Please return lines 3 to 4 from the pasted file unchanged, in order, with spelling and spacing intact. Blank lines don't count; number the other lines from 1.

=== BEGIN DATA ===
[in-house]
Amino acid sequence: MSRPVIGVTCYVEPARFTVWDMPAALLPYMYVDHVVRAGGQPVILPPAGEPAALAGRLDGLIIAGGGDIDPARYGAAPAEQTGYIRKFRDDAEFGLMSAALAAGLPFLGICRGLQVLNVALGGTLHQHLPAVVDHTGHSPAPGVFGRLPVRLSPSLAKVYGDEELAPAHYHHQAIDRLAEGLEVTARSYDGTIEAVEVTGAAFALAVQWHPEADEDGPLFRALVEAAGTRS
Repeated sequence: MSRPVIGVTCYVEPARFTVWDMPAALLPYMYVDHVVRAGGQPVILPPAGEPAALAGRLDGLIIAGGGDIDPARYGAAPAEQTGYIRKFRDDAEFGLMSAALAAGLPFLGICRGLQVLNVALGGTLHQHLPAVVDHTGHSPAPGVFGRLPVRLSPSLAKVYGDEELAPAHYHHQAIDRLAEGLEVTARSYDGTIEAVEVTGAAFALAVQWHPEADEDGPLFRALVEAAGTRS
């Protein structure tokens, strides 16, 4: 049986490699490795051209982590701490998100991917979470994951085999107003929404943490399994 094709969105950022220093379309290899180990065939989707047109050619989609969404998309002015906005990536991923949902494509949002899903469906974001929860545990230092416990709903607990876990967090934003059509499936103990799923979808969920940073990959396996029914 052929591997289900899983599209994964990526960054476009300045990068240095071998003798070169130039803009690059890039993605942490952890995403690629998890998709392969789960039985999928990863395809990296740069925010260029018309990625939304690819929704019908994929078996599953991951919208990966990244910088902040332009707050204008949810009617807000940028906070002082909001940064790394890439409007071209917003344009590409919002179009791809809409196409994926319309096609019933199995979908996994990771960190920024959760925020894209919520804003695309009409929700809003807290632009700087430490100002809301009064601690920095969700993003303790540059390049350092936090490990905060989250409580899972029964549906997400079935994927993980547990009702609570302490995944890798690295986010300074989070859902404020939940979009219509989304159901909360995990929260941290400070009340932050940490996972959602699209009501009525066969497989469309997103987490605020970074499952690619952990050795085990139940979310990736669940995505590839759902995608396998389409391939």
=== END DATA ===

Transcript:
Repeated sequence: MSRPVIGVTCYVEPARFTVWDMPAALLPYMYVDHVVRAGGQPVILPPAGEPAALAGRLDGLIIAGGGDIDPARYGAAPAEQTGYIRKFRDDAEFGLMSAALAAGLPFLGICRGLQVLNVALGGTLHQHLPAVVDHTGHSPAPGVFGRLPVRLSPSLAKVYGDEELAPAHYHHQAIDRLAEGLEVTARSYDGTIEAVEVTGAAFALAVQWHPEADEDGPLFRALVEAAGTRS
């Protein structure tokens, strides 16, 4: 049986490699490795051209982590701490998100991917979470994951085999107003929404943490399994 094709969105950022220093379309290899180990065939989707047109050619989609969404998309002015906005990536991923949902494509949002899903469906974001929860545990230092416990709903607990876990967090934003059509499936103990799923979808969920940073990959396996029914 052929591997289900899983599209994964990526960054476009300045990068240095071998003798070169130039803009690059890039993605942490952890995403690629998890998709392969789960039985999928990863395809990296740069925010260029018309990625939304690819929704019908994929078996599953991951919208990966990244910088902040332009707050204008949810009617807000940028906070002082909001940064790394890439409007071209917003344009590409919002179009791809809409196409994926319309096609019933199995979908996994990771960190920024959760925020894209919520804003695309009409929700809003807290632009700087430490100002809301009064601690920095969700993003303790540059390049350092936090490990905060989250409580899972029964549906997400079935994927993980547990009702609570302490995944890798690295986010300074989070859902404020939940979009219509989304159901909360995990929260941290400070009340932050940490996972959602699209009501009525066969497989469309997103987490605020970074499952690619952990050795085990139940979310990736669940995505590839759902995608396998389409391939």